Don Wearing, co-owner of Mischief Shoes and Ultra Shoes, has lived and breathed retail for the past 30 years. His love of shoes started whilst studying at Hannah Footwear Factory on Leeds Street before opening his first store Mischief Shoes in 1990. Don and his business partners were notorious for making noise with stunts such as mock elections and undie races up Willis Street.

Today, Mischief Shoes is still located in its original home amongst the bustling Lambton shopping precinct and has a loyal base of customers who appreciate colour, fun and friendly service. In 2000, Mischief’s sister-store Ultra Shoes was born from a boom in popularity of Dr Martens but has since transformed into a feminine, calm space with a lounge-feel on Willis Street.

Whirlwind Designs

Nick Blake and Michelle Fyson love life on the Miramar peninsula - their store, Whirlwind Designs, is in Miramar, their design workshop is in Shelly Bay, and they live in Strathmore. Almost a decade ago, they set up Whirlwind Designs to make decorative pieces, furniture, homeware, lighting and jewellery out of preloved and found objects. With a background in film, theatre and design, Michelle says: “We wanted to find a way to live a creative life in a way that is sustainable.’’

Their Miramar store feels like a museum meets a curiosity shop, dotted with interesting, quirky items they have made or sourced from here and in Japan, their other favourite place. Their robots/tinpot deskbots are one-off pieces, made out of junk such as old batteries and candlestick holders, which are often donated when people do a clean out. Nick also makes eclectic lights out of things like old colanders and trophies. Every piece in the store has a story behind it, which is another reason to visit for a peek.



Asked to describe Wellington women’s style, Chris Hales is an expert. The founder of Goodness on College Street, and designer of a fashion label, Goodness, Chris says: “Wellington women look for quality garments and fabrics.’’ Her store bursts with a desirable selection of European brands, smart tailoring and textural knits, shoes and accessories.

Chris is an advocate of slow fashion, so her Goodness garments and the brands she buys are timeless, able to be added to wardrobes over the years. She started her own label to design for customers seeking smart, tailored garments, especially for tall women like her. Since 2005, Chris has made twice yearly trips to South China to work with a small family tailoring team who transform her designs from sketches into garments. “You don’t have to be 20 to wear Goodness, but don’t have to dress like you’re not,’’ Chris says.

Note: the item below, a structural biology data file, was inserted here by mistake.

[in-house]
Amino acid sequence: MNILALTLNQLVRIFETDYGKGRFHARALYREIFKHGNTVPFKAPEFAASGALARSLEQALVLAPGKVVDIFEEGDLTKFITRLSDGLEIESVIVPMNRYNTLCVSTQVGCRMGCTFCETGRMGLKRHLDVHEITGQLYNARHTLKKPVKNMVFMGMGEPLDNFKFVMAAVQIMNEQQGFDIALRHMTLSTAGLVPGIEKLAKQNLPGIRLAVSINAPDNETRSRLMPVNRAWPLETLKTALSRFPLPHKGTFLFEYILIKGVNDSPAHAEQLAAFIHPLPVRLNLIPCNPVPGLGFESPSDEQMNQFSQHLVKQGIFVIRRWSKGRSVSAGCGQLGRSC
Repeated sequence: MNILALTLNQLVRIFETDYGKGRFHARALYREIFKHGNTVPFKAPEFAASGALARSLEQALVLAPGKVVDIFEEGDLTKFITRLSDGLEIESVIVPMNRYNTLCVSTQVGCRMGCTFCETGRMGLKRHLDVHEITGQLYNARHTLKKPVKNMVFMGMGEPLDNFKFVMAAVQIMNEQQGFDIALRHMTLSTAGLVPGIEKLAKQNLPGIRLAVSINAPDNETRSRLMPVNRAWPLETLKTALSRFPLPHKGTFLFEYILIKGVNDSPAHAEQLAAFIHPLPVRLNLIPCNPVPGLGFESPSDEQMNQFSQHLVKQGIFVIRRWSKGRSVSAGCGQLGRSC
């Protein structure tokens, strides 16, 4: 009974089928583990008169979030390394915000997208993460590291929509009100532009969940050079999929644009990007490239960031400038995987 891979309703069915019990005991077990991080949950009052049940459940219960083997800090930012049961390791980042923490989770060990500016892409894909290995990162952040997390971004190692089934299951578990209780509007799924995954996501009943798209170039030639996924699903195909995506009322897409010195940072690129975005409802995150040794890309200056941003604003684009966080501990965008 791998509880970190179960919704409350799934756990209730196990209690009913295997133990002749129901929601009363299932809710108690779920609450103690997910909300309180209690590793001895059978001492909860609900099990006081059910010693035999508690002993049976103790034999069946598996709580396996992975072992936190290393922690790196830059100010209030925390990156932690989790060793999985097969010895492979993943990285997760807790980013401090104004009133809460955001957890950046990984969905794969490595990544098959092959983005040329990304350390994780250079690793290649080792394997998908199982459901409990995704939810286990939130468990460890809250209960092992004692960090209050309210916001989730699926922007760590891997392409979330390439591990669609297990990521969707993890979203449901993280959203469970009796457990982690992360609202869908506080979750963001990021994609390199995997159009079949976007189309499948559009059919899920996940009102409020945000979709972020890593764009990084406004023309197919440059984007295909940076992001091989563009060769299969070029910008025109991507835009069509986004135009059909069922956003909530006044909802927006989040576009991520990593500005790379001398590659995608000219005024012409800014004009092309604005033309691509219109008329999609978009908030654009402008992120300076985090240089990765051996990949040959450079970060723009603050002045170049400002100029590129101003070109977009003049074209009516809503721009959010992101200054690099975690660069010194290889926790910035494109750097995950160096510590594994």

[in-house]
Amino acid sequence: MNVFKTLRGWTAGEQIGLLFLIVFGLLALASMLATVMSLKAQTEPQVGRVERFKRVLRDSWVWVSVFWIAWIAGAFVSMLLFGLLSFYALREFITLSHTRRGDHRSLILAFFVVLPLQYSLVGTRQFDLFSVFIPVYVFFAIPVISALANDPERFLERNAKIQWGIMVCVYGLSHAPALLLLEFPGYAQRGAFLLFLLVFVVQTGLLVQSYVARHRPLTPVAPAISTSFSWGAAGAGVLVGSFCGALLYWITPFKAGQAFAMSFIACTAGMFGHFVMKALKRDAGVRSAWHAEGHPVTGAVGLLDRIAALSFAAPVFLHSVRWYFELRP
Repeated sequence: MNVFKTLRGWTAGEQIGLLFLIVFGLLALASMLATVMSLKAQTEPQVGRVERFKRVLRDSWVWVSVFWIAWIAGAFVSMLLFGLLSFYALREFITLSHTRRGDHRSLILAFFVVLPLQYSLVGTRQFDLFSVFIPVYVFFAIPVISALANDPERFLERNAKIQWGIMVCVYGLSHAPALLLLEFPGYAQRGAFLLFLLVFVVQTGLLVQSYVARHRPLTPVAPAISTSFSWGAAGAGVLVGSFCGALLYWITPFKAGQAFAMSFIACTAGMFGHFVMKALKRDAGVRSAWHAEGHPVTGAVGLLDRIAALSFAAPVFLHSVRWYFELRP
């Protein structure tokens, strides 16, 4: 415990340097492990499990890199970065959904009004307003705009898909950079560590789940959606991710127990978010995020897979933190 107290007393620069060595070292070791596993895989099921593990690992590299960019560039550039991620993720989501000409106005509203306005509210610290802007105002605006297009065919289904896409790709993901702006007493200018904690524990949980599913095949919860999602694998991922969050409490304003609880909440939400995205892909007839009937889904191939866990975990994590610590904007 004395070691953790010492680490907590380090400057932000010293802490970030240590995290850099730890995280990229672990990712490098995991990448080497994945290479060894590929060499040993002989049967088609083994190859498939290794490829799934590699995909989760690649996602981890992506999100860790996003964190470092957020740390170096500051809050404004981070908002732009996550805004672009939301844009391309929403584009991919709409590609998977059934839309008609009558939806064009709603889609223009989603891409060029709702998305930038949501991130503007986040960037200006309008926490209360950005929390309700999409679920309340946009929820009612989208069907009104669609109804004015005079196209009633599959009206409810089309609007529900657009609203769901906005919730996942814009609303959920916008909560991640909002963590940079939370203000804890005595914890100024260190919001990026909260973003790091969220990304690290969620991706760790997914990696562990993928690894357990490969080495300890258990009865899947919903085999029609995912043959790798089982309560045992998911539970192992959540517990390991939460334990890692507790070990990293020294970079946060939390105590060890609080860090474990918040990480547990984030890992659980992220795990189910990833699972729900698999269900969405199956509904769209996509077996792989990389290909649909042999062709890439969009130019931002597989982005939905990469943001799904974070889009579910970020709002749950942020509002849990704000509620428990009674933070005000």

On the first floor of a heritage building on Willis Street, refugees pedal sewing machines in what is thought to be the CBD’s only garment factory. Olivia, from Myanmar, Queen, from Sri Lanka, Nasium, from Somalia, and Victoria, from Columbia, work for Nisa, the social enterprise making underwear out of organic, ethically sourced cotton.

Nisa was the brainchild of former lawyer Elisha Watson, who set out to create a not-for-profit fashion business that gives refugee women jobs, while also helping them improve their English and make new friends. Nisa’s organic cotton briefs and bralettes come in a range of colours and styles and the women make about 70 to 80 items a day - only as much as they expect to sell to minimise waste.

Olivia learned to sew in Myanmar, but some of the other garment makers have learned on the job. Customers can watch their undies being made as the workshop and store are in one open-plan room. “We want to connect people to the lost art of industrial garment production, and to show them there is a person behind every garment which is stitched,’’ Elisha says.